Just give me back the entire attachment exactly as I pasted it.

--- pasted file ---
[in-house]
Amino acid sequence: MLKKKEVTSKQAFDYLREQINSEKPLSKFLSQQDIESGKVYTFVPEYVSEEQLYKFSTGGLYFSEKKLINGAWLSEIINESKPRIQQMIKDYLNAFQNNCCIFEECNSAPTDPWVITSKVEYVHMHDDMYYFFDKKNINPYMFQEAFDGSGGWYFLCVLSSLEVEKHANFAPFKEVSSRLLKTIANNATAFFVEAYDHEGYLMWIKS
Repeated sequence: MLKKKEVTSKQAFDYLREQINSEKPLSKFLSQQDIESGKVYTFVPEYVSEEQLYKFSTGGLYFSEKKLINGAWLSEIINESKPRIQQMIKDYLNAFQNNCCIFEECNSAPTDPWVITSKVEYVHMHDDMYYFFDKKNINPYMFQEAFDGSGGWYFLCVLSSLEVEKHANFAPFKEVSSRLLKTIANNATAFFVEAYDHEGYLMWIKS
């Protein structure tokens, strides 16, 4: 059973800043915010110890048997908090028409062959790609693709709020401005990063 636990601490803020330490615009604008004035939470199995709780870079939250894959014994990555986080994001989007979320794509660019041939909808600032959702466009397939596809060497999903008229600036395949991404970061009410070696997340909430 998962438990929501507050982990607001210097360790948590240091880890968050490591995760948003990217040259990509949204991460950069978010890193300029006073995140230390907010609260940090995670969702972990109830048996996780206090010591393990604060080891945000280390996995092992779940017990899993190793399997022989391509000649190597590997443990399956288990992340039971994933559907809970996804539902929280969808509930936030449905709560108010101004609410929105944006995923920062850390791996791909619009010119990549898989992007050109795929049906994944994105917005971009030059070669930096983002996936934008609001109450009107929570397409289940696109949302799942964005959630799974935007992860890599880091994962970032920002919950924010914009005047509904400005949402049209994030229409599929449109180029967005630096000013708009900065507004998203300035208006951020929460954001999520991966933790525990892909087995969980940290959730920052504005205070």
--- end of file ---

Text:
[in-house]
Amino acid sequence: MLKKKEVTSKQAFDYLREQINSEKPLSKFLSQQDIESGKVYTFVPEYVSEEQLYKFSTGGLYFSEKKLINGAWLSEIINESKPRIQQMIKDYLNAFQNNCCIFEECNSAPTDPWVITSKVEYVHMHDDMYYFFDKKNINPYMFQEAFDGSGGWYFLCVLSSLEVEKHANFAPFKEVSSRLLKTIANNATAFFVEAYDHEGYLMWIKS
Repeated sequence: MLKKKEVTSKQAFDYLREQINSEKPLSKFLSQQDIESGKVYTFVPEYVSEEQLYKFSTGGLYFSEKKLINGAWLSEIINESKPRIQQMIKDYLNAFQNNCCIFEECNSAPTDPWVITSKVEYVHMHDDMYYFFDKKNINPYMFQEAFDGSGGWYFLCVLSSLEVEKHANFAPFKEVSSRLLKTIANNATAFFVEAYDHEGYLMWIKS
């Protein structure tokens, strides 16, 4: 059973800043915010110890048997908090028409062959790609693709709020401005990063 636990601490803020330490615009604008004035939470199995709780870079939250894959014994990555986080994001989007979320794509660019041939909808600032959702466009397939596809060497999903008229600036395949991404970061009410070696997340909430 998962438990929501507050982990607001210097360790948590240091880890968050490591995760948003990217040259990509949204991460950069978010890193300029006073995140230390907010609260940090995670969702972990109830048996996780206090010591393990604060080891945000280390996995092992779940017990899993190793399997022989391509000649190597590997443990399956288990992340039971994933559907809970996804539902929280969808509930936030449905709560108010101004609410929105944006995923920062850390791996791909619009010119990549898989992007050109795929049906994944994105917005971009030059070669930096983002996936934008609001109450009107929570397409289940696109949302799942964005959630799974935007992860890599880091994962970032920002919950924010914009005047509904400005949402049209994030229409599929449109180029967005630096000013708009900065507004998203300035208006951020929460954001999520991966933790525990892909087995969980940290959730920052504005205070």